Ont. to unveil strategy to allow more hospital patients to receive home care
The province will soon unveil a "comprehensive strategy" to unclog emergency rooms by reducing the number of patients who are taking up hospital beds when they can receive the needed care at home, Health Minister George Smitherman said Wednesday.
Smitherman wouldn't provide any details, but promised the plan would look at adjusting the level of services that such "alternate level of care" patients can receive at home, such as nursing and homemaking.
"We think that that will be successful in allowing some individuals that are in the hospital to go home, even if for a period of time while they wait for admission to a long-term care bed," he said after a speech laying out the government's health-care priorities.
But that's nothing more than "empty rhetoric" from a government that has promised for years to reduce ER wait times and has yet to come up with a concrete plan, said Progressive Conservative critic Elizabeth Witmer.
"Five years later, this government still has no plan with any details, with any benchmarks to indicate that they're moving towards some sort of target," she said.
"How will we know when they've achieved their goal?"
Some cities have had ambulances unable to respond to calls because they're tied up in emergency rooms with patients who can't get a bed.
The government will reveal "innovative" measures in the next few weeks that should help alleviate some of those pressures, Smitherman said.
"You cannot have a good performing emergency room so long as an emergency room doesn't have beds to admit people," he said.
"And so creating better flow through the hospital is an extraordinarily big part of our focus, and you'll see substantive effort on that within two or three weeks."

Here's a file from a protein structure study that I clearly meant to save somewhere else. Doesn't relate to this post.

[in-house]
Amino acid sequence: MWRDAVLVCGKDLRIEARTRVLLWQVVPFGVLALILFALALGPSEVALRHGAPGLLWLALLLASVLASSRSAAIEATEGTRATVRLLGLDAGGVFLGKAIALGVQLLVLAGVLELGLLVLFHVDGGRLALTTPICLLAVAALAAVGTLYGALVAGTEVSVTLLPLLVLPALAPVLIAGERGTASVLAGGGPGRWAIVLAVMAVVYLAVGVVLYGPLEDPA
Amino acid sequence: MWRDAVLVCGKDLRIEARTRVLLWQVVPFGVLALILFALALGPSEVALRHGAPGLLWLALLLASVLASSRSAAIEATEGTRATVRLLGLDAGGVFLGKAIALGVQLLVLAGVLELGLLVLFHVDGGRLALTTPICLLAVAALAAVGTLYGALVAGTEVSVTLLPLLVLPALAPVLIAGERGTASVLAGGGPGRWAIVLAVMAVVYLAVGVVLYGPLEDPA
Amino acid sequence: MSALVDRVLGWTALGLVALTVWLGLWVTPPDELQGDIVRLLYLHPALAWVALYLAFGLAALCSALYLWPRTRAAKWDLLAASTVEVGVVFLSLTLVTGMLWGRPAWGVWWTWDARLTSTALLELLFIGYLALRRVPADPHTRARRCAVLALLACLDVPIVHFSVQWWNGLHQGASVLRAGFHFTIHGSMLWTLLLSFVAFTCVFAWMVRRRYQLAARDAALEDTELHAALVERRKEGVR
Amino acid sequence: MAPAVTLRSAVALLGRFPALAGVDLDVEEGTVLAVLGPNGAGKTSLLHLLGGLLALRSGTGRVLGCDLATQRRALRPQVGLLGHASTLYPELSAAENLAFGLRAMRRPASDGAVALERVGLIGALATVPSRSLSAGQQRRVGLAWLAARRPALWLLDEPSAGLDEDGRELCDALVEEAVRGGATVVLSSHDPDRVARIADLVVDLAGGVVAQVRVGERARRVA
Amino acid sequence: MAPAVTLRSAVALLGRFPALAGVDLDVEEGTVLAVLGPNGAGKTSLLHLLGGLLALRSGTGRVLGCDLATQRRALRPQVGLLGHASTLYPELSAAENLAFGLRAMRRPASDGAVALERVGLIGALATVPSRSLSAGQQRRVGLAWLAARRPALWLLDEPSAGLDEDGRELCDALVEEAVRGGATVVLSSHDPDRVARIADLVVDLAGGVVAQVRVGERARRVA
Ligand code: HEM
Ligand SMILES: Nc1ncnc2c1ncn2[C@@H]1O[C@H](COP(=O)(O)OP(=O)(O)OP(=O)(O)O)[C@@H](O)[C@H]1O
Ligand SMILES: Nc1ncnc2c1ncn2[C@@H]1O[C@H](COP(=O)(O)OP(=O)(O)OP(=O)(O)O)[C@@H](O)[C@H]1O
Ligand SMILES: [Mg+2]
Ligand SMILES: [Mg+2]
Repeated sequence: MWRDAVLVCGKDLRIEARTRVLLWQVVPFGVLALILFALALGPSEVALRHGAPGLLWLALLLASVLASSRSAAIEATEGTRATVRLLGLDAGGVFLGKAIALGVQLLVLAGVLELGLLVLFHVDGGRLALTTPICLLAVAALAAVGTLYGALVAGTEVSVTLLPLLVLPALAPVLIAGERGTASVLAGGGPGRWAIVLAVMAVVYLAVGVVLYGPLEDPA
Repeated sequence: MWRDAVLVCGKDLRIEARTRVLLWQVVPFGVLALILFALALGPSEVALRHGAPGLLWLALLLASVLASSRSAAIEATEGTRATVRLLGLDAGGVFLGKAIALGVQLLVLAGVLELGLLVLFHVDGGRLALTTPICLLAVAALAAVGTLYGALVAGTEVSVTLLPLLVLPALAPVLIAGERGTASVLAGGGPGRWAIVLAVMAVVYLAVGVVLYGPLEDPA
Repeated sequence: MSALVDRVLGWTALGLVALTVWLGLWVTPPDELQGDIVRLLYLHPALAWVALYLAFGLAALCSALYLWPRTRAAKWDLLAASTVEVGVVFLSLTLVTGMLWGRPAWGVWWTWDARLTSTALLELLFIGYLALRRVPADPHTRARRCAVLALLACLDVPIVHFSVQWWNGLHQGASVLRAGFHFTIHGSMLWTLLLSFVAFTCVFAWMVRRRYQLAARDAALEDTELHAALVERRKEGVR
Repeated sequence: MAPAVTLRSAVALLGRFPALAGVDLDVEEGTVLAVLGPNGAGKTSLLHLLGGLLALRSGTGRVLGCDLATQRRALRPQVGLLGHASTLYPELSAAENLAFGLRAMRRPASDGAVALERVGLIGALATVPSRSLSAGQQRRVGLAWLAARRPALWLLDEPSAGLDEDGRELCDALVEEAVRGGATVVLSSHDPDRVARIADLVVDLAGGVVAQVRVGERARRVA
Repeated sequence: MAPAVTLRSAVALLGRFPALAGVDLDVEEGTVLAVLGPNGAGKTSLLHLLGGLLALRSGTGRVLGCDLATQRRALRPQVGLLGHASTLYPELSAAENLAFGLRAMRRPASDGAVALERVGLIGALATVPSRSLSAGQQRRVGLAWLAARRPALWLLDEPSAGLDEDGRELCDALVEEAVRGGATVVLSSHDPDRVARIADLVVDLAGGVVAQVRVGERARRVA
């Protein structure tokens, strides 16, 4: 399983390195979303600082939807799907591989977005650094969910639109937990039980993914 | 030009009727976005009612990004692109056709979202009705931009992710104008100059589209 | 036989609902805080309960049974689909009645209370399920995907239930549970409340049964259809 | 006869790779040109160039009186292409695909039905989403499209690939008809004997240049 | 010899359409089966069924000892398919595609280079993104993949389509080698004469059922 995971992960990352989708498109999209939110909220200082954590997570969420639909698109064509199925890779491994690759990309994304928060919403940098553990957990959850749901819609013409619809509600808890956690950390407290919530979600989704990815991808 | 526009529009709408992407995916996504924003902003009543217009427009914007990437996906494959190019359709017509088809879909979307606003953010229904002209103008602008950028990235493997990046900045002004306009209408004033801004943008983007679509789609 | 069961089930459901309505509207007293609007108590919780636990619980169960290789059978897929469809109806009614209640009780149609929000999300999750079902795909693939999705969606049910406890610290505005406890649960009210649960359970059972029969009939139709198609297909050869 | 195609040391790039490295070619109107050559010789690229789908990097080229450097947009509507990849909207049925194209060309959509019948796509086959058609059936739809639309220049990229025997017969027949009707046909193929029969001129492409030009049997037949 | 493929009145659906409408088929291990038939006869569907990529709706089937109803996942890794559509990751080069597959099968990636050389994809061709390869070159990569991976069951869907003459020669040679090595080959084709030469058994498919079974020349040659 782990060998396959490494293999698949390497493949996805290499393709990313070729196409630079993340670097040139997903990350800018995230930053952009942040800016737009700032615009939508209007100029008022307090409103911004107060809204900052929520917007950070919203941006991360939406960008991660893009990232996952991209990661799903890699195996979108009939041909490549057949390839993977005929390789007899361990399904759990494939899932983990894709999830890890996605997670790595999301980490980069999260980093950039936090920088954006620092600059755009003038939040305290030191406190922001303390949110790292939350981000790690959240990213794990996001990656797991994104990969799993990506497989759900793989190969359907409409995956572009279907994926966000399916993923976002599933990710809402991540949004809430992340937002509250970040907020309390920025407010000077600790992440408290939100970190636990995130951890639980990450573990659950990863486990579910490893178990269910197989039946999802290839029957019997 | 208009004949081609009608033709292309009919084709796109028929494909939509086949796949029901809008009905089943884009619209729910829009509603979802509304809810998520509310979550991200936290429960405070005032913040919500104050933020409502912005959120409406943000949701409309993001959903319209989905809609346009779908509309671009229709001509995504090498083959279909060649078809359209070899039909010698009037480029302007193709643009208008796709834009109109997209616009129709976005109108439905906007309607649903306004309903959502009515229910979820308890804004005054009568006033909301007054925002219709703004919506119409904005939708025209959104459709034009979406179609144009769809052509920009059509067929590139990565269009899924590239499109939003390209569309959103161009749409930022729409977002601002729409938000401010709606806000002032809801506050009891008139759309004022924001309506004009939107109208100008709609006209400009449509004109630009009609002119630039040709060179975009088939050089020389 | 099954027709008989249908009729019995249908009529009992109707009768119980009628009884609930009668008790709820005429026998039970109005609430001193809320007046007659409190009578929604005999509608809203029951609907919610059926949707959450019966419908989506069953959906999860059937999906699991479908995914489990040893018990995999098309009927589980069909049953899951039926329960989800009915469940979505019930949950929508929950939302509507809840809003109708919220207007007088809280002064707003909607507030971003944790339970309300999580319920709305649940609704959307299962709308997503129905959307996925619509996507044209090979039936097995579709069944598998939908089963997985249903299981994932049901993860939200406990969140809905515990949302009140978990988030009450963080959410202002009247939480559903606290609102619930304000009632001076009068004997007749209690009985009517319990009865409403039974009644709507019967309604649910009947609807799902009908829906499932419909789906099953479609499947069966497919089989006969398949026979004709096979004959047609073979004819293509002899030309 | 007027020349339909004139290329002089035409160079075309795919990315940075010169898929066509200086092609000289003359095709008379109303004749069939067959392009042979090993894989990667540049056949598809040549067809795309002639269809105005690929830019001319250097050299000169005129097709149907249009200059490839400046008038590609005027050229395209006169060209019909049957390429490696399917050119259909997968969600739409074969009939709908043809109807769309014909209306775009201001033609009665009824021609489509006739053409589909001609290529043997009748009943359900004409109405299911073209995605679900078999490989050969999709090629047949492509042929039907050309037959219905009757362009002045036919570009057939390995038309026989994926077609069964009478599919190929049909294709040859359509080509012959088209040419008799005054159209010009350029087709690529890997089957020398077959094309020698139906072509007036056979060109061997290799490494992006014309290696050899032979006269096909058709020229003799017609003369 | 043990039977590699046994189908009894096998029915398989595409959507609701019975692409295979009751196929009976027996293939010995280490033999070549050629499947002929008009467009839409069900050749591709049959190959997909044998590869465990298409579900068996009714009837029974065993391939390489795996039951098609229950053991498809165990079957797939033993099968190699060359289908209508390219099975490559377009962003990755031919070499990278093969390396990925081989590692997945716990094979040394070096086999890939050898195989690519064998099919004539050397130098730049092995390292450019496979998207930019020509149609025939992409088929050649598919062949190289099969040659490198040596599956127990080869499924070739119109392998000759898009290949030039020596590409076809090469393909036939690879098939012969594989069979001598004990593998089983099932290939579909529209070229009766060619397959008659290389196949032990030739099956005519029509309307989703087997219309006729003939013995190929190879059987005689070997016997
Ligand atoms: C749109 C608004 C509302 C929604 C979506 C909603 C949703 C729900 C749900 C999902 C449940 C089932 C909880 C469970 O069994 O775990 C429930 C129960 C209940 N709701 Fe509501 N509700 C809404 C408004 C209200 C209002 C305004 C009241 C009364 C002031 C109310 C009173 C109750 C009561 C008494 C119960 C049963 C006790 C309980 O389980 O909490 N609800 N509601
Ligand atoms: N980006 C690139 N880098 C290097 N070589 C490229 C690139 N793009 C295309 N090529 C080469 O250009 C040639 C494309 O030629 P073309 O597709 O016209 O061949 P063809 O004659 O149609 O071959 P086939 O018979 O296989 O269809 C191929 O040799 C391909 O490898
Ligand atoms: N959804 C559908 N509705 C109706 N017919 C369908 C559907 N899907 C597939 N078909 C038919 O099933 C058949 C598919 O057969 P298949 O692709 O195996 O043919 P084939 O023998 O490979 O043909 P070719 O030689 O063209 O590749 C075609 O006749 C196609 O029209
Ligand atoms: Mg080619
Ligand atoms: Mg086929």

Helping the elderly stay in their homes will be crucial in tackling Ontario's rapidly growing population of seniors, Smitherman told a health-care conference.
It's part of a government plan to reduce wait times in emergency rooms — one of his top two priorities for health care over the next four years, he said.
Improving access to family health care by providing more family health teams and nurse practitioner-led clinics is also at the top of his agenda, Smitherman added.
But the province is facing a "demographic tsunami" as the number of seniors is expected to double over the next 16 years, he said.
The government will be spending an additional $1.1 billion over the next four years to provide better community services, like Meals on Wheels, that will help the elderly stay in their homes, Smitherman said.
Opposition parties have hammered the Liberals in recent months for failing seniors in nursing homes who they say aren't getting the care they need.
Critics have complained that the province's nursing homes are so underfunded that residents must wait hours for meals, are put to bed too early and are forced to wear soiled diapers for hours.
Smitherman's speech was just another "superficial photo op" that paints a false picture of health care in Ontario, said NDP Leader Howard Hampton.
"The reality that's happening out there is, in fact, the opposite," he said.
"People who need home care now can't get it and therefore wind up in hospital in an acute care bed, which then backs up into the emergency room."